Toxic parts

Skin contact with the sap can cause photosensitivity and/or dermatitis in some people[1][2][3]. Parsnip is said to contain the alleged 'psychotroph' myristicine[3].

Edible uses


Root - raw or cooked[4][5][6][7][8][9]. When well grown, the cooked root has a very tender texture, though it is rather chewy raw[K]. It is best harvested after there have been some autumn frosts because it will have developed a sweeter flavour[10]. The root is delicious baked, it can also be used in soups etc and can be added to cakes, pies and puddings[9].

Leaves and young shoots - cooked with other greens as a vegetable or added to soups etc[7][9]. Used in early spring[7].

The seed is used as a condiment[7]. Similar in taste to dill[9].

Unknown part


Material uses

The leaves and roots are used to make an insect spray[11]. Roughly chop the leaves and roots, put them in a basin with enough water to cover, leave them overnight then strain and use as an insecticide against aphids and red spider mite[12].

Unknown part

Medicinal uses(Warning!)

A tea made from the roots has been used in the treatment of women's complaints[13]. A poultice of the roots has been applied to inflammations and sores[13]. The root contains xanthotoxin, which is used in the treatment of psoriasis and vitiligo[13]. Xanthotoxin is the substance that causes photosensitivity (see note above on toxicity)[13].


Ecosystem niche/layer

Ecological Functions

Nothing listed.


Nothing listed.


Nothing listed.


Seed - sow from late winter to late spring in situ. Seed can be slow to germinate, especially from the earlier sowings[14], it is best to mark the rows by sowing a few radishes with the parsnips. The seed has a short viability, very few will still be viable 15 months after harvesting[14].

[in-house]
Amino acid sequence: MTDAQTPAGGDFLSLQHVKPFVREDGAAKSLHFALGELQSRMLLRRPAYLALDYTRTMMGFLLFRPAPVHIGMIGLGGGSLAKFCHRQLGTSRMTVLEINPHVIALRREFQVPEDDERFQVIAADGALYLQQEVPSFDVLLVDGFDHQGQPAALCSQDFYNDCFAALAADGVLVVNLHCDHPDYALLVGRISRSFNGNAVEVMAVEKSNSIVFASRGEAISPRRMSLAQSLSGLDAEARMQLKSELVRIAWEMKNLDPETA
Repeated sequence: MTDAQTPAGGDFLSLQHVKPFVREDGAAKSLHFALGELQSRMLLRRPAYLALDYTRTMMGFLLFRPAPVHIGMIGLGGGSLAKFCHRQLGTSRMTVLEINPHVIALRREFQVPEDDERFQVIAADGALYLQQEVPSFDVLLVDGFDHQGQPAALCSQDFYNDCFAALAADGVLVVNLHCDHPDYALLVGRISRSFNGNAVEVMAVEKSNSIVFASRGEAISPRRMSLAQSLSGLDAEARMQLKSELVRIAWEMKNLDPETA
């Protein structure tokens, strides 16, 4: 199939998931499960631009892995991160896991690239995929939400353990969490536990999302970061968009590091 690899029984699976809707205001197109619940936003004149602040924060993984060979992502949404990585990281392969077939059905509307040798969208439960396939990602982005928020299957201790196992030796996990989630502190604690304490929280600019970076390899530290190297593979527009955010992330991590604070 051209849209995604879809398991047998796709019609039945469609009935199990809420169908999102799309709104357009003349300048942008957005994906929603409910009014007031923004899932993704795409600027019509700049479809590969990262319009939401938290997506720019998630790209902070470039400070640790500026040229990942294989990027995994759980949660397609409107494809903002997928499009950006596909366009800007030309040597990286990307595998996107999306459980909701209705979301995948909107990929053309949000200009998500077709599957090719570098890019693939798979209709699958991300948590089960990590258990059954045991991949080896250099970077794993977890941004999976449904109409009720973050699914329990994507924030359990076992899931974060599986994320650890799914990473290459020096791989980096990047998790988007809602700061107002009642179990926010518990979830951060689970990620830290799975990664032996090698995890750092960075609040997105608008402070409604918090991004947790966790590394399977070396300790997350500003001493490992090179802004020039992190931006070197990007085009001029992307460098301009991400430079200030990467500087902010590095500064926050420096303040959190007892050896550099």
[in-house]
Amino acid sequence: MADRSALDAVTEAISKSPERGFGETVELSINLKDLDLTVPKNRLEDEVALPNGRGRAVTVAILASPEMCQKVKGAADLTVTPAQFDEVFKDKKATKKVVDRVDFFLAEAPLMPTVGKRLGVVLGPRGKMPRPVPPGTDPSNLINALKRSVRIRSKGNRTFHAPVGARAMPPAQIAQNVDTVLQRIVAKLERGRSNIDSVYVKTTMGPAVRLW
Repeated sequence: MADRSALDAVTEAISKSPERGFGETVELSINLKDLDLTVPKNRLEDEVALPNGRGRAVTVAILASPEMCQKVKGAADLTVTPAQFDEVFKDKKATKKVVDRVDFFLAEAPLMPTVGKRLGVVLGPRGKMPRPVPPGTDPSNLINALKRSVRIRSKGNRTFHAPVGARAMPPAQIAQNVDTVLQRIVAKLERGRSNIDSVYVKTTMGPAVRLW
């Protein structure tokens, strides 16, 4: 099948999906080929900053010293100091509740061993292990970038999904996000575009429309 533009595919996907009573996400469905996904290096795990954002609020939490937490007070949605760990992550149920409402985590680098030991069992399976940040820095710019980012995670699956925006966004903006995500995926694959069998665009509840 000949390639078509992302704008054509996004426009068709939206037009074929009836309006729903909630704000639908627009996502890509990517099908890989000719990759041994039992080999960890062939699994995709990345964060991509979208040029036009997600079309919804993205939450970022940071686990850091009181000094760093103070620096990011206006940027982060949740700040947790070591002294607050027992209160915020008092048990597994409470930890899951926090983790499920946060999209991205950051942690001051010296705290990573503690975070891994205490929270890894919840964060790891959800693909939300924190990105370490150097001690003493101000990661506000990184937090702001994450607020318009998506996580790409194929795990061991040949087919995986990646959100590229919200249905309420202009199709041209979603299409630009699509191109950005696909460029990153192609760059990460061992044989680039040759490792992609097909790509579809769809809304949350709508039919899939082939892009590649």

Practical Plants is currently lacking information on propagation instructions of Pastinaca sativa. Help us fill in the blanks! Edit this page to add your knowledge.




Succeeds in most ordinary well-drained soils[15]. Requires an open situation[16]. Prefers a deep rich soil that is not too stiff[17].

The parsnip is often cultivated in the temperate zone for its edible root, there are a number of named varieties[18][9][14]. Normally cultivated as a winter root crop, some cultivars are faster to mature and can be available in late summer[14]. The roots are very frost hardy and can be left in the ground to be harvested as required, though they can also be lifted in the autumn and stored for a few months[14]. The flowers are very attractive to hover flies and predatory wasps[12]. Plants have very few insect pests, though they are sometimes attacked by carrot root fly[12]. Growing onions with the parsnips can reduce the damage[12].

Roots of the wild form can quite quickly be increased in size by selective breeding and good cultivation, it is possible to obtain good sized roots in only 6 years.

Additional information for Parsnip